Crouse, who turned 19 years old in June, now joins the likes of Max Domi, Dylan Strome and Anthony Duclair as part of Arizona’s group of up-and-coming young forwards. He has familiarity with all three from playing in the OHL or for Team Canada at the world juniors.
“He can fly. He’s fast and he hits and he scores goals. You kinda get the total package,” Strome told Sportsnet.
There’s been another possible development in the search for a team name for the Las Vegas NHL franchise.
The Las Vegas ‘Desert Knights’ could perhaps be a thing.
From the Las Vegas Review-Journal:
Last week domain names were registered that might be an indicator that the NHL team scheduled to begin play in 2017 could be called the Las Vegas Desert Knights.
Last week the domains lasvegasdesertknights.com, vegasdesertknights.com and desertknightshockey.com were privately registered to Moniker Privacy Services, which is the same company that procured the domain name to NHL.com.
DetroitHockey.net first reported the new domain name Thursday morning.
Foley said via text message he had no comment regarding the process when reached by the Review-Journal.
As the Las Vegas franchise continues to hire key members for its hockey operations department, there is growing intrigue when it comes to the search for a new name.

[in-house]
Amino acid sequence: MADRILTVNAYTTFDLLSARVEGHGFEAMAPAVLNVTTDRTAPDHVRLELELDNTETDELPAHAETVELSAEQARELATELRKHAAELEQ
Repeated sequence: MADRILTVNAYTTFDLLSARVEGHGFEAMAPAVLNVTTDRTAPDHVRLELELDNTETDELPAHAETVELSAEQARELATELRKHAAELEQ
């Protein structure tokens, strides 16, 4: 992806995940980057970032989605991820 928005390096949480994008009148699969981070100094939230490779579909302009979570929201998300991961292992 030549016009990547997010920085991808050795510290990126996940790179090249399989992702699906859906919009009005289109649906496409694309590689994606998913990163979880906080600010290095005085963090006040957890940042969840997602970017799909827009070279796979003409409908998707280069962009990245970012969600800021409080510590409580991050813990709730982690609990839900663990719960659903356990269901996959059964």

What will this new franchise be called?
The wait continues, and there has been a lot of space dedicated to speculating and discussing the possibilities.
It’s been reported that the expansion franchise could use one of at least three ‘Hawks’-orientated names. Owner Bill Foley also said this summer that Las Vegas can’t use a ‘Knights’ nickname is Canada, because London’s OHL franchise was also named the Knights.
Stay tuned . . .
Scott Luce has gone from the Florida Panthers to the Las Vegas expansion franchise.
The new NHL organization — still searching for a team name — announced Thursday that it has hired Luce as its new director of amateur scouting.
Luce spent the last 14 years in Florida, as a scout and as director of player personnel.
Luce was let go earlier in the offseason, as the Panthers underwent massive change within their front office, with the promotion of Dale Tallon to president of hockey operations and Tom Rowe to GM, and more attention to analytics.
After announcing the hiring of Jared Bednar as their next head coach, the Colorado Avalanche have brought in forward Rene Bourque on a professional tryout, according to James Mirtle of the Globe and Mail.
Bourque became an unrestricted free agent at the beginning of July, after his six-year contract worth a total value of $20 million expired. The annual cap hit on his previous deal was $3.333 million.
He spent last season with the Columbus Blue Jackets, scoring three goals and eight points in 49 games. He was placed on waivers at the end of February.
During the 2014-15 campaign, he spent time with the Montreal Canadiens, Anaheim Ducks and the Blue Jackets, before a back injury sidelined him for the remainder of that season.